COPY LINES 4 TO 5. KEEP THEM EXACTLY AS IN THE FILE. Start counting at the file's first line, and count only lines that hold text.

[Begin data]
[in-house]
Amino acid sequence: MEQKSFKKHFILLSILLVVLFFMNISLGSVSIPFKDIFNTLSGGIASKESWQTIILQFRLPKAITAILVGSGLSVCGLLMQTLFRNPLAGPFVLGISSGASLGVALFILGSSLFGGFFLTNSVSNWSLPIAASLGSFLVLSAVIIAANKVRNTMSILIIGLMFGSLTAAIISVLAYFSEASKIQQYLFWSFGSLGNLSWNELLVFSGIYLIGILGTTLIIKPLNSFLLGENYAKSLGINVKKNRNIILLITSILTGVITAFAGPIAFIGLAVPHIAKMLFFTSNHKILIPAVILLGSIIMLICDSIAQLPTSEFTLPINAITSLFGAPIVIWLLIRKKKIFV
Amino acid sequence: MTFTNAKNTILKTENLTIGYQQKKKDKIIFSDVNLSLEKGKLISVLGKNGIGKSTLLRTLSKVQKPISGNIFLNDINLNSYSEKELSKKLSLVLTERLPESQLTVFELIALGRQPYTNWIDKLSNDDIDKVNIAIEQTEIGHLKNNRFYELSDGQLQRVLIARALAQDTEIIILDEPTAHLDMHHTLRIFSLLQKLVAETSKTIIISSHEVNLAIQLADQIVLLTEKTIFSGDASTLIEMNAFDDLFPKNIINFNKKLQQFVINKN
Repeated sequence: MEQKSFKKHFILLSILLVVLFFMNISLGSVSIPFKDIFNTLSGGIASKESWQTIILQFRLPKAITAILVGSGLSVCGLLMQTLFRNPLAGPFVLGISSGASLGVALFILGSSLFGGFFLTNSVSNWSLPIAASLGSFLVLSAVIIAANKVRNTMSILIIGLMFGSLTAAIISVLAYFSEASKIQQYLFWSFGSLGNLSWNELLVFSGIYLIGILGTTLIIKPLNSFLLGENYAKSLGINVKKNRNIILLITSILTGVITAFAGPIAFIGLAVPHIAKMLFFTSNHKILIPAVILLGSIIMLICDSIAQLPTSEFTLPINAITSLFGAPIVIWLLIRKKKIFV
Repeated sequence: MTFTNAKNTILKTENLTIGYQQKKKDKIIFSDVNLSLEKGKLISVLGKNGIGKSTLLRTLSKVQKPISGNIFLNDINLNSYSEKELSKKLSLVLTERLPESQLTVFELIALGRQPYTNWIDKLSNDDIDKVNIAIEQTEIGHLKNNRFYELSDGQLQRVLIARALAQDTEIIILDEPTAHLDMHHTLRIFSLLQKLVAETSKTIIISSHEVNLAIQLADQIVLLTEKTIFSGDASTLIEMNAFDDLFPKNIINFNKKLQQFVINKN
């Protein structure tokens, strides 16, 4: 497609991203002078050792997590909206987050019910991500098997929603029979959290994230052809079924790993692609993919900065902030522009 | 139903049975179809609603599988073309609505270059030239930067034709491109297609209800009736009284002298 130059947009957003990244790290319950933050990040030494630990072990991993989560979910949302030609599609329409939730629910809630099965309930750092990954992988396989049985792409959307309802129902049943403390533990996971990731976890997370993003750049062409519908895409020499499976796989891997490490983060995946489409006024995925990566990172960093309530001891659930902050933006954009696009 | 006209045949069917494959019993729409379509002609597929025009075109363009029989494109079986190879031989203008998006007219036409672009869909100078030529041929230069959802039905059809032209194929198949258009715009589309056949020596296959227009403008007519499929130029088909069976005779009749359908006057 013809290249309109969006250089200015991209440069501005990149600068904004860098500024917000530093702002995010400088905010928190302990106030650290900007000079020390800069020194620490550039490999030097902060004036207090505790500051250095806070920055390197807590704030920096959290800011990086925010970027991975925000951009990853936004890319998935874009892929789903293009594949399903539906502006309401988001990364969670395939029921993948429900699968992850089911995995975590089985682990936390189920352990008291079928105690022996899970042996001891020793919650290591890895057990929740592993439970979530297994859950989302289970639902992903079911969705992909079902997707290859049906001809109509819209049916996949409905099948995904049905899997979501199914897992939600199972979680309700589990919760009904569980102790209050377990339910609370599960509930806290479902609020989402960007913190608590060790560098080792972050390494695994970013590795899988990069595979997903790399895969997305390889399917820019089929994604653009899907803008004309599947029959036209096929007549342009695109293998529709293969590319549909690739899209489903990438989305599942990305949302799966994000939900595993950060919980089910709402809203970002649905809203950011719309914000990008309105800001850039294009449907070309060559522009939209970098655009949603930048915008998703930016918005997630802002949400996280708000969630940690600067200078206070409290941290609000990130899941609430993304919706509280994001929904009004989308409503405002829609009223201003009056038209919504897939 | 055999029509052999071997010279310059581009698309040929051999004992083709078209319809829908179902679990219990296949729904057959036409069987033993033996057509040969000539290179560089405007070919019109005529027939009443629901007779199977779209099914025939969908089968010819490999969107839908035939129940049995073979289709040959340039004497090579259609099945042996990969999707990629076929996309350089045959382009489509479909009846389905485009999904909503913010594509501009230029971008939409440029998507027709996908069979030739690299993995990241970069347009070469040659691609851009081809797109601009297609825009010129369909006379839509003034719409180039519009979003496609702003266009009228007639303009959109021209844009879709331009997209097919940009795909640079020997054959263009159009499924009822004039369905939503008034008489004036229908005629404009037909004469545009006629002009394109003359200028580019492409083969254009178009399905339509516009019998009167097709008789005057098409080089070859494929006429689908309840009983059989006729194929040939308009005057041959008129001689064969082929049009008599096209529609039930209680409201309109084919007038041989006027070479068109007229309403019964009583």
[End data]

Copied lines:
Repeated sequence: MEQKSFKKHFILLSILLVVLFFMNISLGSVSIPFKDIFNTLSGGIASKESWQTIILQFRLPKAITAILVGSGLSVCGLLMQTLFRNPLAGPFVLGISSGASLGVALFILGSSLFGGFFLTNSVSNWSLPIAASLGSFLVLSAVIIAANKVRNTMSILIIGLMFGSLTAAIISVLAYFSEASKIQQYLFWSFGSLGNLSWNELLVFSGIYLIGILGTTLIIKPLNSFLLGENYAKSLGINVKKNRNIILLITSILTGVITAFAGPIAFIGLAVPHIAKMLFFTSNHKILIPAVILLGSIIMLICDSIAQLPTSEFTLPINAITSLFGAPIVIWLLIRKKKIFV
Repeated sequence: MTFTNAKNTILKTENLTIGYQQKKKDKIIFSDVNLSLEKGKLISVLGKNGIGKSTLLRTLSKVQKPISGNIFLNDINLNSYSEKELSKKLSLVLTERLPESQLTVFELIALGRQPYTNWIDKLSNDDIDKVNIAIEQTEIGHLKNNRFYELSDGQLQRVLIARALAQDTEIIILDEPTAHLDMHHTLRIFSLLQKLVAETSKTIIISSHEVNLAIQLADQIVLLTEKTIFSGDASTLIEMNAFDDLFPKNIINFNKKLQQFVINKN